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- The intricate side of systems biology

The intricate side of systems biology

Eberhard Voit, Ana Rute Neves , and Helena Santos

The Wallace H. Coulter Department of Biomedical Engineering at Georgia Institute of Technology and Emory University, 313 Ferst Drive, Suite 4103, Atlanta, GA 30332-0535; and Instituto de Tecnologia Química e Biológica, Universidade Nova de Lisboa, Rua da Quinta Grande 6, Apartado 127, 2780-156 Oeiras, Portugal.


The combination of high-throughput methods of molecular biology with advanced mathematical and computational techniques has propelled the emergent field of systems biology into a position of prominence. Unthinkable a decade ago, it has become possible to screen and analyze the expression of entire genomes, simultaneously assess large numbers of proteins and their prevalence, and characterize in detail the metabolic state of a cell population. Although very important, the focus on comprehensive networks of biological components is only one side of systems biology. Complementing large-scale assessments, and sometimes at the risk of being forgotten, are more subtle analyses that rationalize the design and functioning of biological modules in exquisite detail. This intricate side of systems biology aims at identifying the specific roles of processes and signals in smaller, fully regulated systems by computing what would happen if these signals were lacking or organized in a different fashion. We exemplify this type of approach with a detailed analysis of the regulation of glucose utilization in Lactococcus lactis. This organism is exposed to alternating periods of glucose availability and starvation. During starvation, it accumulates an intermediate of glycolysis, which allows it to take up glucose immediately upon availability. This notable accumulation poses a nontrivial control task that is solved with an unusual, yet ingeniously designed and timed feedforward activation system. The elucidation of this control system required high-precision, dynamic in vivo metabolite data, combined with methods of nonlinear systems analysis, and may serve as a paradigm for multidisciplinary approaches to fine-scaled systems biology.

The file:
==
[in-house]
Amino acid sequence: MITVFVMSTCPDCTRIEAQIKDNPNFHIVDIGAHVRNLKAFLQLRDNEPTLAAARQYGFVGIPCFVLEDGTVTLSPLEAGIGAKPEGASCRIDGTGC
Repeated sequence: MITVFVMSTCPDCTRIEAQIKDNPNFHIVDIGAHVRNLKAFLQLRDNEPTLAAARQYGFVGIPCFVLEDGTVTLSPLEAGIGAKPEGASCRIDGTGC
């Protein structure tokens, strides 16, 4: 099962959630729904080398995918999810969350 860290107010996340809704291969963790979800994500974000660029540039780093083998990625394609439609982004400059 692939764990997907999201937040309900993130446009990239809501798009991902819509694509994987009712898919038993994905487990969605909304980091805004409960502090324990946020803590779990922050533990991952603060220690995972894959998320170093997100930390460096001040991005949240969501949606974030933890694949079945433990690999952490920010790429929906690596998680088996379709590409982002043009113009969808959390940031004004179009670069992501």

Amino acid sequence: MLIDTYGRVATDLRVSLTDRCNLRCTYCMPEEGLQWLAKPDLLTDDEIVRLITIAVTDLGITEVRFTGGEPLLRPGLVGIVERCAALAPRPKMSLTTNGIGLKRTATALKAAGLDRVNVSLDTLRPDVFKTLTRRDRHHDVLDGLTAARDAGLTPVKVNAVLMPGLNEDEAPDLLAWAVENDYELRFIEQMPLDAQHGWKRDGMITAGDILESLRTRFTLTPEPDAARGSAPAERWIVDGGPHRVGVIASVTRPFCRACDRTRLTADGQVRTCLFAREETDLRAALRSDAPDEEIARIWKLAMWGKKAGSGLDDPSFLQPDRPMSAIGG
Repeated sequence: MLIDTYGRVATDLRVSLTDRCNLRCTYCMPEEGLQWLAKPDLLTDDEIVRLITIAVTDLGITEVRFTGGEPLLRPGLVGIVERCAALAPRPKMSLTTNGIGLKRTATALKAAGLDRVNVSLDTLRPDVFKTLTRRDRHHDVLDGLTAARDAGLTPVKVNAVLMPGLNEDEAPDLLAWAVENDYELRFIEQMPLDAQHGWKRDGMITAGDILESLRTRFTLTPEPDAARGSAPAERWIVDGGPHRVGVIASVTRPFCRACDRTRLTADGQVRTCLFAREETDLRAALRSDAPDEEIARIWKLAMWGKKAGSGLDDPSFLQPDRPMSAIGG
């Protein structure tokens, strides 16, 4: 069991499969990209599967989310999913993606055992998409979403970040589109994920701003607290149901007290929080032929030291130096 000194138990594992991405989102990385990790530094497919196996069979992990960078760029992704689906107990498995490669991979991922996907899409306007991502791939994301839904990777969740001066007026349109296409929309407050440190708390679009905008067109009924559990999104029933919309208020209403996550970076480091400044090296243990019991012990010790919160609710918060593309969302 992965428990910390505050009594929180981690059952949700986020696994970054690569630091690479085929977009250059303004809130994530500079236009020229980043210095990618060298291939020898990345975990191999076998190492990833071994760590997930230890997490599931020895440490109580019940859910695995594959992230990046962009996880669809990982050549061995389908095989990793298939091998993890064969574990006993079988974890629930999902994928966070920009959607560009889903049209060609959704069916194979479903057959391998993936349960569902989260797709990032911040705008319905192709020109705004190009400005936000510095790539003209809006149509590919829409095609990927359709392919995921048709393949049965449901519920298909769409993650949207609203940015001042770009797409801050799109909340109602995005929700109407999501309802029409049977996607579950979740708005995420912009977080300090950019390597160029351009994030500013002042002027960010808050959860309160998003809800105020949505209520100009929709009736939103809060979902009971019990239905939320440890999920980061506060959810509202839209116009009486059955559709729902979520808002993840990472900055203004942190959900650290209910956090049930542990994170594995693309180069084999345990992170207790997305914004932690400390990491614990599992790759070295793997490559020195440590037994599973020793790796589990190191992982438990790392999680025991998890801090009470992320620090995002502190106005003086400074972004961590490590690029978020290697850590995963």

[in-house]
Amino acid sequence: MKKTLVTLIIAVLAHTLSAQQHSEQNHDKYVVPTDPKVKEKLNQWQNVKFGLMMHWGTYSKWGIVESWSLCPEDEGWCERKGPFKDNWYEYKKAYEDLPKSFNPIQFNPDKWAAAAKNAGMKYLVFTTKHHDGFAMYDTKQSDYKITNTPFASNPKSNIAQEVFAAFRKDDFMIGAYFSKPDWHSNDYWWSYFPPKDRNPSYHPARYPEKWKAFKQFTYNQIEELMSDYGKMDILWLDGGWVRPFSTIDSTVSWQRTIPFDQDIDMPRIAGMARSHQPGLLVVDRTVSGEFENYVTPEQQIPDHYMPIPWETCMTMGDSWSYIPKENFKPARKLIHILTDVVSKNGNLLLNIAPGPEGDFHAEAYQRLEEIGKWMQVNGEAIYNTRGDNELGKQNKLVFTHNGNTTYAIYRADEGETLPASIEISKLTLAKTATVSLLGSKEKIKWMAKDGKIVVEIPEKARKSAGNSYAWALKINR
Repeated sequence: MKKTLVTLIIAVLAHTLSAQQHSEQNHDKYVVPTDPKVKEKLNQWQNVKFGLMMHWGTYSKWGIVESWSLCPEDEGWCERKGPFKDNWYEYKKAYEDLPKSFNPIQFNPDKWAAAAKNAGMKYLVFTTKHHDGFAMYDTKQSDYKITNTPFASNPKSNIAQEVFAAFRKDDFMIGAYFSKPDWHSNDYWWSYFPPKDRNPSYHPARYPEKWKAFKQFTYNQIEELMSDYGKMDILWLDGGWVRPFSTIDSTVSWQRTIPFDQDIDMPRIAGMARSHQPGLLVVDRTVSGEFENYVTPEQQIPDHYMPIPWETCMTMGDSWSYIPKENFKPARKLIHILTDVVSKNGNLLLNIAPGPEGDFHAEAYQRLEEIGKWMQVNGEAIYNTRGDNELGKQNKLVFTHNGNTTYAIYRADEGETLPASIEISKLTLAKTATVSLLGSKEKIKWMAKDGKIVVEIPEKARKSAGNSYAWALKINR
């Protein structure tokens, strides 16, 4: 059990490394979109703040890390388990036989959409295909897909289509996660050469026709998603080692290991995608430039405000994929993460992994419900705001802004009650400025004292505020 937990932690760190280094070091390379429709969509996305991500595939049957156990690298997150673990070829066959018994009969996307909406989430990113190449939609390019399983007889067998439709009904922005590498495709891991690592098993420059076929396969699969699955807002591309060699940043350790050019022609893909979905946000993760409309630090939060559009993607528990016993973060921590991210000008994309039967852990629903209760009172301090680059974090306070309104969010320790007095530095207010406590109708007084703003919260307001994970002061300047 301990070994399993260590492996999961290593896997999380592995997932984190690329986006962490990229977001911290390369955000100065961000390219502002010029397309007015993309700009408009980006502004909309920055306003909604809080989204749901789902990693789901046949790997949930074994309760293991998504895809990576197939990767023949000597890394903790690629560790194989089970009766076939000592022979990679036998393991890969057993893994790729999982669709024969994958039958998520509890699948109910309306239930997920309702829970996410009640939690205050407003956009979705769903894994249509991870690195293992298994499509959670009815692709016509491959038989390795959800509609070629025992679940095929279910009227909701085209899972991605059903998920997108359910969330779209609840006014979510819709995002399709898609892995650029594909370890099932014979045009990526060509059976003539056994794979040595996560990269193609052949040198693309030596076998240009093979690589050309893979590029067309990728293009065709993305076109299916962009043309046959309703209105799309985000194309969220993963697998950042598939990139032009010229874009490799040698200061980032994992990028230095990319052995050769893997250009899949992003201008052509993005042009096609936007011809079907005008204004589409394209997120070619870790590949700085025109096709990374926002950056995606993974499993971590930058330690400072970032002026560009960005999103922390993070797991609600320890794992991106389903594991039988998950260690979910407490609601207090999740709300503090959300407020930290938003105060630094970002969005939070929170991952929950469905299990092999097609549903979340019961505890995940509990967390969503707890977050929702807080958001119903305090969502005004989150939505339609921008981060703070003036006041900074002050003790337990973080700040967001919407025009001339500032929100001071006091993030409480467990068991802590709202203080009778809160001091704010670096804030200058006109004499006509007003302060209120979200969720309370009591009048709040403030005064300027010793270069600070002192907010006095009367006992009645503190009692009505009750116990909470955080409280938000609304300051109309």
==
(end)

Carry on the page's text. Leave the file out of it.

biochemical systems theory | control system | feedforward activation | lactococcus lactis | metabolic pathway

PNAS, June 20, 2006, vol. 103, no. 25, 9452-9457.


As is typical with any new focus in science, the community has not yet agreed on a generally accepted definition of systems biology. Nonetheless, despite its young age, a perception is crystallizing that systems biology might be synonymous with the analysis of large networks that describe entire genomes, the totality of protein–protein interactions, the comprehensive mapping of metabolic pathway systems, or the combination of these systems at different levels of biological organization. Only a decade ago, such assemblies were unattainable both experimentally and analytically, but with modern high-throughput data acquisition techniques and ever-increasing computational power, they have come within reach. Their sheer size and high connectivity, presented with modern means of visualization, are indeed awe inspiring and have led to insights unimaginable only a few years back.